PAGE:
- The Washington Times - Monday, March 15, 2004

One of the paradoxes of the digital age is that some of the best information on computing topics can be found in print, not online.

One of my favorite applications — vastly underappreciated by computer users — is the full version of Adobe Acrobat, which lets you edit and create Portable Document Format, or PDF, files, and strip down a PDF file into useable components.

Building a PDF file can be a bit daunting, however, and there are tricks that can elevate everyday users of Adobe Acrobat into a rarified atmosphere of near-metaphysical mastery of the program. This knowledge can come from years of working with the software, from tedious and expensive classes, or it can come from a man named Taz Tally.

Mr. Tally is a veteran of graphic arts, and a flat-out expert when it comes to Adobe Acrobat 6. His new book, “Acrobat 6 and PDF Solutions” (Sybex, $34.99, www.sybex.com) will take you into realms of PDF creation you might never have imagined: collaborative document creation, “pre-flighting” of your work, even e-book creation. There are 30 pages on creating Acrobat-friendly forms, which, in turn, you can send to people to fill in (onscreen) and send back to you. This is a blessing for anyone who’s had to collect massive amounts of data from a variety of people.

The book includes a CD-ROM with a variety of add-on applications that can aid in PDF creation and management, as well as example and project files that can be used with exercises in the book. This makes the book an “interactive” tool for those determined to master Acrobat, a group I hope to join at some point.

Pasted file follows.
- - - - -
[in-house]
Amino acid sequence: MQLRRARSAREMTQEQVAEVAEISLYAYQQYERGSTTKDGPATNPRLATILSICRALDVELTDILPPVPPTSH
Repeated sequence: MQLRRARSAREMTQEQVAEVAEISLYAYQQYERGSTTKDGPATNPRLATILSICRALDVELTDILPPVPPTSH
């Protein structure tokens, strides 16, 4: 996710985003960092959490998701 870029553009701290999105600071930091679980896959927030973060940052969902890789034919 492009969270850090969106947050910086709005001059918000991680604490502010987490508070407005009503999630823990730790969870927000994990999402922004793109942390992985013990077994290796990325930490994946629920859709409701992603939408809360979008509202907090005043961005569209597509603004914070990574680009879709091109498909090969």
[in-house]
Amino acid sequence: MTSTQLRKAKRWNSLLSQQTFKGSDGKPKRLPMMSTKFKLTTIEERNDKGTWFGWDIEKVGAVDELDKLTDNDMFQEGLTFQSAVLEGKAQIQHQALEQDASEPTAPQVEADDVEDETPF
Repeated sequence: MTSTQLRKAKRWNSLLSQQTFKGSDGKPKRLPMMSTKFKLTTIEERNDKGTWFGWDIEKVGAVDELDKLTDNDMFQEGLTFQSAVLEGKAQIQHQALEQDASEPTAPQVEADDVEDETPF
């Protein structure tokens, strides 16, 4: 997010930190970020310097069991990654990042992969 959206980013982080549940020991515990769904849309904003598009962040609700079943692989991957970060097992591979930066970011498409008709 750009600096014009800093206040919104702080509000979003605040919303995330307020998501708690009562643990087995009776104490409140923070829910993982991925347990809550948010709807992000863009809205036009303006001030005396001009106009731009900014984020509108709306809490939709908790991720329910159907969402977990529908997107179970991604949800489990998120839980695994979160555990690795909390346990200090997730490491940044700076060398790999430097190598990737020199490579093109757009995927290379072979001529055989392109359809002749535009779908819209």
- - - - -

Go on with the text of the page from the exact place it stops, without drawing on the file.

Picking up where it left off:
Mr. Tally’s style is crisp and direct, and his book’s examples are helpful and educational. This volume is essential for Acrobat users, and if you are serious about this software.

Windows PC users will likely feel the same way about PC World magazine, now in its 22nd year of publication (www.pcworld.com). Though slimmer (180 pages for April 2004) than in the days of the PC industry boom, this monthly is packed with useful information that I haven’t seen elsewhere.

The article of greatest interest to me is “The Cheapskate’s Guide to Printing,” which examines ways to make inkjet and laser printing less costly, in terms of ink and paper. From the slightly creepy (recycle one-sided office castoffs to print rough drafts at home) to the more sensible (office products chain Staples will pay for repairs if one of their recycled/reloaded inkjet or laser cartridges damages your printer), the tips are solid, creative and helpful. I was impressed that the magazine went to experts at the Rochester Institute of Technology, in New York State, for an analysis of the “total cost of ownership” of several inkjet printers.

This is the kind of analysis and reporting that computer magazines can do very well. It’s what makes PC World a regular read for me. Another good feature in the issue, by the way, centers on ways to find things faster on the Internet, adding tips for Google and other popular search engines.

There’s tons of computer information out there, much of it of dubious value. Having authoritative sources, whether it’s a good book like “Acrobat 6 and PDF Solutions” or a renowned monthly such as PC World, make wading through this thicket of data a bit easier.

E-mail MarkKel@aol.com or visit www.kellner.us.

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